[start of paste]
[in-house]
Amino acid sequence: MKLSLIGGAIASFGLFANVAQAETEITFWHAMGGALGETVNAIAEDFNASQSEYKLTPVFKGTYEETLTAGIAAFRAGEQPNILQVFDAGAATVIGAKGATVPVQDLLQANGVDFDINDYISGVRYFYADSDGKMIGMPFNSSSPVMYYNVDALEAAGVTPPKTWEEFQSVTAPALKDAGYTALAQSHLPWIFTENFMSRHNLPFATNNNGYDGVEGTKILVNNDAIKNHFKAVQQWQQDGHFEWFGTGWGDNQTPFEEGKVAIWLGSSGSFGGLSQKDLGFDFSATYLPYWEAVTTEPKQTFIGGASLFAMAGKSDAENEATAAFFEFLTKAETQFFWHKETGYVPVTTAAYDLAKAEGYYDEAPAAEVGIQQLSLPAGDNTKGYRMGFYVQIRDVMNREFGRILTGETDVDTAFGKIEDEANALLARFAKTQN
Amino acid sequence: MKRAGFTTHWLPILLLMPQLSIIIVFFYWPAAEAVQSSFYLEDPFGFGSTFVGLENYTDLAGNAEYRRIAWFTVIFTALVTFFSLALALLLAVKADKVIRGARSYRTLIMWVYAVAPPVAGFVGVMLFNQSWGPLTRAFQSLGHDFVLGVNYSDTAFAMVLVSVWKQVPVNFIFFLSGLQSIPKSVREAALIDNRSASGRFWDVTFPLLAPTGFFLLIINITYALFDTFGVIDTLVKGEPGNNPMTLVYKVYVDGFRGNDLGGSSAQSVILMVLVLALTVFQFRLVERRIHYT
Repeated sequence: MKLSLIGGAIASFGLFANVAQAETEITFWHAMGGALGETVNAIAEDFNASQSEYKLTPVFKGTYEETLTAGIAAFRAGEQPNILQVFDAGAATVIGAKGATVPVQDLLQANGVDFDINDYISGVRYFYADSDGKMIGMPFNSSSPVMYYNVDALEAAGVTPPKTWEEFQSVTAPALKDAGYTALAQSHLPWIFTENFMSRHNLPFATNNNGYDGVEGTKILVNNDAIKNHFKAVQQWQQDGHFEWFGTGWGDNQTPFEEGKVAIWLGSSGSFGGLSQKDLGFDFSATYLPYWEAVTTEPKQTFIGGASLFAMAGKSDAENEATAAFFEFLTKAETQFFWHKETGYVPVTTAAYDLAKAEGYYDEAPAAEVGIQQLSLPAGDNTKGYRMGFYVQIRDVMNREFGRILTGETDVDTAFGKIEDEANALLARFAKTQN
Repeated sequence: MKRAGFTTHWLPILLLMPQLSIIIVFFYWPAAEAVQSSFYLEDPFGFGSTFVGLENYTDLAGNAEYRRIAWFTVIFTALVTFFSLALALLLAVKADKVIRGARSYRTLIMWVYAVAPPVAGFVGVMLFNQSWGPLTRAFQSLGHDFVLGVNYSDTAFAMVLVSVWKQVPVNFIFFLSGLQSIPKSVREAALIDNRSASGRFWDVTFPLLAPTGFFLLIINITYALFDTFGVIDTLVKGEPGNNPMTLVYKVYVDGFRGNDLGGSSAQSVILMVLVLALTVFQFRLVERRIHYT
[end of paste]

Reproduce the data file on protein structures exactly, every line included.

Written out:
[in-house]
Amino acid sequence: MKLSLIGGAIASFGLFANVAQAETEITFWHAMGGALGETVNAIAEDFNASQSEYKLTPVFKGTYEETLTAGIAAFRAGEQPNILQVFDAGAATVIGAKGATVPVQDLLQANGVDFDINDYISGVRYFYADSDGKMIGMPFNSSSPVMYYNVDALEAAGVTPPKTWEEFQSVTAPALKDAGYTALAQSHLPWIFTENFMSRHNLPFATNNNGYDGVEGTKILVNNDAIKNHFKAVQQWQQDGHFEWFGTGWGDNQTPFEEGKVAIWLGSSGSFGGLSQKDLGFDFSATYLPYWEAVTTEPKQTFIGGASLFAMAGKSDAENEATAAFFEFLTKAETQFFWHKETGYVPVTTAAYDLAKAEGYYDEAPAAEVGIQQLSLPAGDNTKGYRMGFYVQIRDVMNREFGRILTGETDVDTAFGKIEDEANALLARFAKTQN
Amino acid sequence: MKRAGFTTHWLPILLLMPQLSIIIVFFYWPAAEAVQSSFYLEDPFGFGSTFVGLENYTDLAGNAEYRRIAWFTVIFTALVTFFSLALALLLAVKADKVIRGARSYRTLIMWVYAVAPPVAGFVGVMLFNQSWGPLTRAFQSLGHDFVLGVNYSDTAFAMVLVSVWKQVPVNFIFFLSGLQSIPKSVREAALIDNRSASGRFWDVTFPLLAPTGFFLLIINITYALFDTFGVIDTLVKGEPGNNPMTLVYKVYVDGFRGNDLGGSSAQSVILMVLVLALTVFQFRLVERRIHYT
Repeated sequence: MKLSLIGGAIASFGLFANVAQAETEITFWHAMGGALGETVNAIAEDFNASQSEYKLTPVFKGTYEETLTAGIAAFRAGEQPNILQVFDAGAATVIGAKGATVPVQDLLQANGVDFDINDYISGVRYFYADSDGKMIGMPFNSSSPVMYYNVDALEAAGVTPPKTWEEFQSVTAPALKDAGYTALAQSHLPWIFTENFMSRHNLPFATNNNGYDGVEGTKILVNNDAIKNHFKAVQQWQQDGHFEWFGTGWGDNQTPFEEGKVAIWLGSSGSFGGLSQKDLGFDFSATYLPYWEAVTTEPKQTFIGGASLFAMAGKSDAENEATAAFFEFLTKAETQFFWHKETGYVPVTTAAYDLAKAEGYYDEAPAAEVGIQQLSLPAGDNTKGYRMGFYVQIRDVMNREFGRILTGETDVDTAFGKIEDEANALLARFAKTQN
Repeated sequence: MKRAGFTTHWLPILLLMPQLSIIIVFFYWPAAEAVQSSFYLEDPFGFGSTFVGLENYTDLAGNAEYRRIAWFTVIFTALVTFFSLALALLLAVKADKVIRGARSYRTLIMWVYAVAPPVAGFVGVMLFNQSWGPLTRAFQSLGHDFVLGVNYSDTAFAMVLVSVWKQVPVNFIFFLSGLQSIPKSVREAALIDNRSASGRFWDVTFPLLAPTGFFLLIINITYALFDTFGVIDTLVKGEPGNNPMTLVYKVYVDGFRGNDLGGSSAQSVILMVLVLALTVFQFRLVERRIHYT